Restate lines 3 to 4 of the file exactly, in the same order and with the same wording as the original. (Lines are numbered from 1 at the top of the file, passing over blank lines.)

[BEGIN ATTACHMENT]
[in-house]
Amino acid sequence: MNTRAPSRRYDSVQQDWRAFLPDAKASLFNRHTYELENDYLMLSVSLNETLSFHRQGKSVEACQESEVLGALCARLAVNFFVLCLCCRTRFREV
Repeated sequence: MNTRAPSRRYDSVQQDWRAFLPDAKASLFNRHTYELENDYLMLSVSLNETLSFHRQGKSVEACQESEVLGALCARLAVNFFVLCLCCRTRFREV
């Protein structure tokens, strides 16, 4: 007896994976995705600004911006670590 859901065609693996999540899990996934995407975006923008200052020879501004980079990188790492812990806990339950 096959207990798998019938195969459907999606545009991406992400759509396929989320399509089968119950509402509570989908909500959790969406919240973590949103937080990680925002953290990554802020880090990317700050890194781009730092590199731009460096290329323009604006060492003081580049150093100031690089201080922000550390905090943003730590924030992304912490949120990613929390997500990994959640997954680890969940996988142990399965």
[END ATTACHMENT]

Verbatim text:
Repeated sequence: MNTRAPSRRYDSVQQDWRAFLPDAKASLFNRHTYELENDYLMLSVSLNETLSFHRQGKSVEACQESEVLGALCARLAVNFFVLCLCCRTRFREV
């Protein structure tokens, strides 16, 4: 007896994976995705600004911006670590 859901065609693996999540899990996934995407975006923008200052020879501004980079990188790492812990806990339950 096959207990798998019938195969459907999606545009991406992400759509396929989320399509089968119950509402509570989908909500959790969406919240973590949103937080990680925002953290990554802020880090990317700050890194781009730092590199731009460096290329323009604006060492003081580049150093100031690089201080922000550390905090943003730590924030992304912490949120990613929390997500990994959640997954680890969940996988142990399965």